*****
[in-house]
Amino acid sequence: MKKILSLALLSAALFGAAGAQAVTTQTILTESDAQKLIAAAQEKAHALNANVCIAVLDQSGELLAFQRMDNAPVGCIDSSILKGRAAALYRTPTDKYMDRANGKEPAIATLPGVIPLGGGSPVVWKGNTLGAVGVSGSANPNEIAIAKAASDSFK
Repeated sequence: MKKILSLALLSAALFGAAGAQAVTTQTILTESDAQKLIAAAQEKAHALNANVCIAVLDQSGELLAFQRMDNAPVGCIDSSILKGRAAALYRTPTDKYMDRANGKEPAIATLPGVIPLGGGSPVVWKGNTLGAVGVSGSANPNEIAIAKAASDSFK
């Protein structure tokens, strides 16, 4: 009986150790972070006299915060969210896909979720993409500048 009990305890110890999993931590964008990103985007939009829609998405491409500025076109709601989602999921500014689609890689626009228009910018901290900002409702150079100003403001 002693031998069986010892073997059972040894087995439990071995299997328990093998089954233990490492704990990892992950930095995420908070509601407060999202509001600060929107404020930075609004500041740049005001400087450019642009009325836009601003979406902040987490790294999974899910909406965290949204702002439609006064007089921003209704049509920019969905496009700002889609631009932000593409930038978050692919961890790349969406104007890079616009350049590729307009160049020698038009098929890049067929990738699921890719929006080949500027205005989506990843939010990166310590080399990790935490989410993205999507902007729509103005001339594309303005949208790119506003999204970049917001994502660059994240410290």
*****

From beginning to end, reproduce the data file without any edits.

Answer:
[in-house]
Amino acid sequence: MKKILSLALLSAALFGAAGAQAVTTQTILTESDAQKLIAAAQEKAHALNANVCIAVLDQSGELLAFQRMDNAPVGCIDSSILKGRAAALYRTPTDKYMDRANGKEPAIATLPGVIPLGGGSPVVWKGNTLGAVGVSGSANPNEIAIAKAASDSFK
Repeated sequence: MKKILSLALLSAALFGAAGAQAVTTQTILTESDAQKLIAAAQEKAHALNANVCIAVLDQSGELLAFQRMDNAPVGCIDSSILKGRAAALYRTPTDKYMDRANGKEPAIATLPGVIPLGGGSPVVWKGNTLGAVGVSGSANPNEIAIAKAASDSFK
């Protein structure tokens, strides 16, 4: 009986150790972070006299915060969210896909979720993409500048 009990305890110890999993931590964008990103985007939009829609998405491409500025076109709601989602999921500014689609890689626009228009910018901290900002409702150079100003403001 002693031998069986010892073997059972040894087995439990071995299997328990093998089954233990490492704990990892992950930095995420908070509601407060999202509001600060929107404020930075609004500041740049005001400087450019642009009325836009601003979406902040987490790294999974899910909406965290949204702002439609006064007089921003209704049509920019969905496009700002889609631009932000593409930038978050692919961890790349969406104007890079616009350049590729307009160049020698038009098929890049067929990738699921890719929006080949500027205005989506990843939010990166310590080399990790935490989410993205999507902007729509103005001339594309303005949208790119506003999204970049917001994502660059994240410290």